4S Conference: At the Intersection of Social Studies, Science, and Technology

This year’s Annual Meeting of the Society for Social Studies of Science (4S)  (August 30 – September 2 in Boston) continues to focus on fostering scholarship in the social studies of science, technology, and medicine. Learn more about books at the forefront of this discussion, from data regulation, to reproductive justice, to people’s overall health and well-being. #4S2017

The Internet

Interpreting the Internet: Feminist and Queer Counterpublics in Latin America by Elisabeth Jay Friedman

“A fascinating and wonderfully insightful account of the internet’s transformative utilization in Latin America. The rigorous sociomaterial analysis that she brings convincingly demonstrates and accounts for the co-constitution of subjects, technology, and broader social contexts and power relations.”—Lincoln Dahlberg, Honorary Research Fellow, University of Queensland

Learn more from Elisabeth Jay Friedman on the regional roots of transnational digital activism.

 

Chokepoints: Global Private Regulation on the Internet by Natasha Tusikov

“Natasha Tusikov raises important questions about the global governance of online transactions as well as much larger questions about the relationship between public and private law enforcement in our surveillance societies. Chokepoints is a terrific book.”—Roger Brownsword, King’s College London

Learn more from Natasha Tusikov about the new global regulators.

 

 

Health and Medicine

Unprepared: Global Health in a Time of Emergency by Andrew Lakoff

“Unprepared shows how, despite considerable epidemiological and biological advances, international agencies and national governments each time face similar issues, dilemmas, controversies, criticisms, and failures. It is an important contribution to the anthropology of contemporary anxieties and uncertainties.”—Didier Fassin, author of When Bodies Remember: Experiences and Politics of AIDS in South Africa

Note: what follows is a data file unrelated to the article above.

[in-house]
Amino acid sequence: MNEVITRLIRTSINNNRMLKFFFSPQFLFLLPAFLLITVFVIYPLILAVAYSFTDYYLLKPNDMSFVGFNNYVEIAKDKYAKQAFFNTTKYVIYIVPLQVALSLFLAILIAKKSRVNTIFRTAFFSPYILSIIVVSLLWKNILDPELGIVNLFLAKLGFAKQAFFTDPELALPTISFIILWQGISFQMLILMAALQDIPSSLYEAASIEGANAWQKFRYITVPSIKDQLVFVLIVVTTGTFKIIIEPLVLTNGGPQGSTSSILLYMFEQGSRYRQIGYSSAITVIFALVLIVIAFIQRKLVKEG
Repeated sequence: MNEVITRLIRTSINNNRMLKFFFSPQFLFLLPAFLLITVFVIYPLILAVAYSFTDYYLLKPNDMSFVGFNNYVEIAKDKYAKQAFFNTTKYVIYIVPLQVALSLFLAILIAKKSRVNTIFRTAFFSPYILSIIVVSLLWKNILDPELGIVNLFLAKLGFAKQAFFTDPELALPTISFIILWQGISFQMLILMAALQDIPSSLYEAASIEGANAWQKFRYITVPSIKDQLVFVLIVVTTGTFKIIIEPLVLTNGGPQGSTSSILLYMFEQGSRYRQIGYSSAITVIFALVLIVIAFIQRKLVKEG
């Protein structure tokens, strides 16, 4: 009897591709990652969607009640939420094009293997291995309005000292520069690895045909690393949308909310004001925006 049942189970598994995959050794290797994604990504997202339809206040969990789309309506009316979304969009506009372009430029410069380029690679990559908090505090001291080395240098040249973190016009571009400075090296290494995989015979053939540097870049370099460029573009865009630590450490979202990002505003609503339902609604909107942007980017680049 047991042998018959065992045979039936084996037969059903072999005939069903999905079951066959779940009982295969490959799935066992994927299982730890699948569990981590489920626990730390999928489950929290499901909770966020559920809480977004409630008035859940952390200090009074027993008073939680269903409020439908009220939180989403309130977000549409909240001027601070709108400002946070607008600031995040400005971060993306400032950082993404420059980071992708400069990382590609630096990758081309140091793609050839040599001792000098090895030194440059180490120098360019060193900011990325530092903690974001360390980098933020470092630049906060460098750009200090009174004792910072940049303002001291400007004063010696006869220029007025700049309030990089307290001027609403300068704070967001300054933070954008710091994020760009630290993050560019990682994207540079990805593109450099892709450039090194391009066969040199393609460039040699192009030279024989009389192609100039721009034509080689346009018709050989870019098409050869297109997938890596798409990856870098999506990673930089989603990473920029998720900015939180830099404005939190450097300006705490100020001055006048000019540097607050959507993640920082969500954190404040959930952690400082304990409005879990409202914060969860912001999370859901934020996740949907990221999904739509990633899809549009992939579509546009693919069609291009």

Taking Baby Steps: How Patients and Fertility Clinics Collaborate in Conception by Jody Lyneé Madeira 

“Madeira’s interviews capture the voices of fertility patients as they struggle with decisions about whether to keep trying after repeated failures, how many embryos to implant at time, and whether to experiment with potentially risky procedures.  It adds new depth to our understanding of the concept of “informed consent” and of the human capacity for decision-making in the face of often heart-breaking challenges.”—June Carbone, Robina Chair of Law, Science and Technology, University of Minnesota Law School

 

Plastic Reason: An Anthropology of Brain Science in Embryogenetic Terms by Tobias Rees

Plastic Reason deftly tracks how the notion of ‘plasticity’ gathered persuasive force among a community of neuroscientists in France. Conducting and composing his ethnography through a series of conversational encounters with brain researchers, Tobias Rees elegantly illustrates how science is made in rhetoric, debate, and practice.”—Stefan Helmreich, Professor of Anthropology, MIT

Learn more from Tobias Rees about plasticity.

 

All in Your Head: Making Sense of Pediatric Pain by Mara Buchbinder

“Buchbinder tellingly shows how social meanings and social life intersect in creating therapeutic approaches to pain that make it endurable as a clinical reality for patients, families, and clinicians. A serious and useful contribution to medical anthropology, to the field of chronic pain, and to a meaning-centered approach to the art of living.”—Arthur Kleinman, MD, author of The Illness Narratives: Suffering, Healing, and the Human Condition

Learn more from Mara Buchbinder about the study of chronic pediatric pain.

 

And see more titles in Health, Medical Anthropology, and Environmental Sciences.